Septo-optic Dysplasia

Also known as: De Morsier’s syndrome


Septo-optic dysplasia (SOD) has three common features: abnormal development of structures separating right and left halves of the brain, hypoplasia (underdevelopment) of pituitary gland and optic nerves. The pituitary releases hormones (chemical messages) including growth hormone. Those affected may be short, have learning disability, neurological problems and impaired vision. Other pituitary hormones may be affected; those controlling puberty, thyroid stimulating hormone and ACTH, which stimulates release of the stress hormone cortisol and vasopressin that retains water in the body lack resulting in too much urine and dehydration. Diagnosis is based on features and brain imaging. Management may involve growth hormone replacement. Vision aids may be needed. Some rare forms of SOD have been associated with genetic mutations, but most are sporadic (no family history). Affected families should be referred to a genetics centre for information and support.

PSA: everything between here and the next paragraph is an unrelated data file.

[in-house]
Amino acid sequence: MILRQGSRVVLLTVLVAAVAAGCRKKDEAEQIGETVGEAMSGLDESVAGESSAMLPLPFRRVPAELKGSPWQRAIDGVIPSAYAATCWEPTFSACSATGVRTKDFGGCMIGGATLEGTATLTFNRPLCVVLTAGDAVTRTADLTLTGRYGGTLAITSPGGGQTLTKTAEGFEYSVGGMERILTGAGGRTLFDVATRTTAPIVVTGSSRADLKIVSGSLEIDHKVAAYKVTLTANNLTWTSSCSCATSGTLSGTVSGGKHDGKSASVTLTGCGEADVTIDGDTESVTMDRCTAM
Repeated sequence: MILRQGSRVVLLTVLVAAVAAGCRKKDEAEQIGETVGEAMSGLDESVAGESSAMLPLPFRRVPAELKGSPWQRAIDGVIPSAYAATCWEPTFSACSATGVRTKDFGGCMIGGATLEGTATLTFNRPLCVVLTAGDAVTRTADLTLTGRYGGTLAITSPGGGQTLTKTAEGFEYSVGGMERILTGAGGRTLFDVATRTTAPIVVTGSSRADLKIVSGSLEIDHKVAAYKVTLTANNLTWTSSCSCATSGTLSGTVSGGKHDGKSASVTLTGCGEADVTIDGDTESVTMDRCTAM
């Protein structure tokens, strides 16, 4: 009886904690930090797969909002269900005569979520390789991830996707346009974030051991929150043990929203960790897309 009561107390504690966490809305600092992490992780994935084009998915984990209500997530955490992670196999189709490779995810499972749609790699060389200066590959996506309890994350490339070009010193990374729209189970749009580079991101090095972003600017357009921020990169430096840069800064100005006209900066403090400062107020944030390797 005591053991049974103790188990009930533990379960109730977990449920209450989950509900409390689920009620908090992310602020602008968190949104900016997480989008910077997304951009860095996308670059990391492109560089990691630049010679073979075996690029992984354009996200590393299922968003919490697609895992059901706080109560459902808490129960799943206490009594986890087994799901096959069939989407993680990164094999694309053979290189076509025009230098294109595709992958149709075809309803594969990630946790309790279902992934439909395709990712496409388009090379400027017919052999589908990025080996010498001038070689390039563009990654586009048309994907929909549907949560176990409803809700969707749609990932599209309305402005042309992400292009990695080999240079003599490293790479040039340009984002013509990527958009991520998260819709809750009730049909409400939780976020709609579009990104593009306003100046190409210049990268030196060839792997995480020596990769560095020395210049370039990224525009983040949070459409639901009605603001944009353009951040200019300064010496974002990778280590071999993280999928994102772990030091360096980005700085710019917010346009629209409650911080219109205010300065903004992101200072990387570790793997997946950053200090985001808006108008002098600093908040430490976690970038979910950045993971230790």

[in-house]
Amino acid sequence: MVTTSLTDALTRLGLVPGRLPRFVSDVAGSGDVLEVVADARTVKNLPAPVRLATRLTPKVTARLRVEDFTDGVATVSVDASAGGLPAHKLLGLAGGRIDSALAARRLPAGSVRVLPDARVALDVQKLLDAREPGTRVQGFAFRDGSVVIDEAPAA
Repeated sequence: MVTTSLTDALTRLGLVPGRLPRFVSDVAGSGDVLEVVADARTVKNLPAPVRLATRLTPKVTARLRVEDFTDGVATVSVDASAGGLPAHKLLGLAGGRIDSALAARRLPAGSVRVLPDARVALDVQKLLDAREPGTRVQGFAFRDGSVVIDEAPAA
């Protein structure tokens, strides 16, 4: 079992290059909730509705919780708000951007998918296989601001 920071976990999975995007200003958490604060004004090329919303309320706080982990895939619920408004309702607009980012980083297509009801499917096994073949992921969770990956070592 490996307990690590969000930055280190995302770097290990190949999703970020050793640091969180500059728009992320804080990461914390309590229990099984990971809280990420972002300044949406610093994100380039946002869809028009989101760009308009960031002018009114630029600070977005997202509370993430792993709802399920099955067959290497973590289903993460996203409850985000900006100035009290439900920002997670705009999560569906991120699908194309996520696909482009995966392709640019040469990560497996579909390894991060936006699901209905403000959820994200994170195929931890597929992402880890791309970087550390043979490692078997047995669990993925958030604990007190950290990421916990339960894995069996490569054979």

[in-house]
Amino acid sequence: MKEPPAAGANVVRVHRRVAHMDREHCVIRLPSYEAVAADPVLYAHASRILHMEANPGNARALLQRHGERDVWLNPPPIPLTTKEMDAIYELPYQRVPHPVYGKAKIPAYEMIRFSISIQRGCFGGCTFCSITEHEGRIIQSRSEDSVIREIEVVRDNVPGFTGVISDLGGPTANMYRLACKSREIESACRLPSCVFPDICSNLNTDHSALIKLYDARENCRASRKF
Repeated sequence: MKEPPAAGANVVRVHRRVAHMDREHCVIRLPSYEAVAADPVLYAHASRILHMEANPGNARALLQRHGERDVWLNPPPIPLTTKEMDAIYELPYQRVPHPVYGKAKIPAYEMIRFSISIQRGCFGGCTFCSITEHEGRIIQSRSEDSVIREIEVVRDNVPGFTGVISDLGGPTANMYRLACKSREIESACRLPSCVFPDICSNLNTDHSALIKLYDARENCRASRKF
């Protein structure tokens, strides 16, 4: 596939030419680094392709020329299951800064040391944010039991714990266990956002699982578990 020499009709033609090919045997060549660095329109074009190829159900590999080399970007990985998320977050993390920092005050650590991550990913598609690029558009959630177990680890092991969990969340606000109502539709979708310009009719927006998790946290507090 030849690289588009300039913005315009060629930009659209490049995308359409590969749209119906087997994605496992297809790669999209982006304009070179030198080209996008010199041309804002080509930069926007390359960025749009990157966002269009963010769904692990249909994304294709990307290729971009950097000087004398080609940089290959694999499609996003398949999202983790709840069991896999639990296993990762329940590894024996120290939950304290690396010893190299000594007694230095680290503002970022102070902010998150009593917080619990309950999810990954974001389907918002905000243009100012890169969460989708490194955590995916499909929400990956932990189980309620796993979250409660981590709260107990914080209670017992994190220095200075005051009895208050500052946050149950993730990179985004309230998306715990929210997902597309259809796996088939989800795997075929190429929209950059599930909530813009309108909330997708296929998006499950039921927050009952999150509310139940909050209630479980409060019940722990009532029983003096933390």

This overview is intended to be a basic description of the condition. It is not intended to replace specialist medical advice. We advise that you discuss your child’s case with a qualified medical professional who will be able to give you more detailed information.


Medical text approved November 2012 by Miss Isabelle Russell-Eggitt, Contact a Family Medical Advisory Panel.

Is there support?

There is no support group for Septo-optic dysplasia in the UK.

Families can use Contact’s freephone helpline for advice, information and, where possible, links to other families. To meet other families with disabled children, join Contact’s closed (private) Facebook group.

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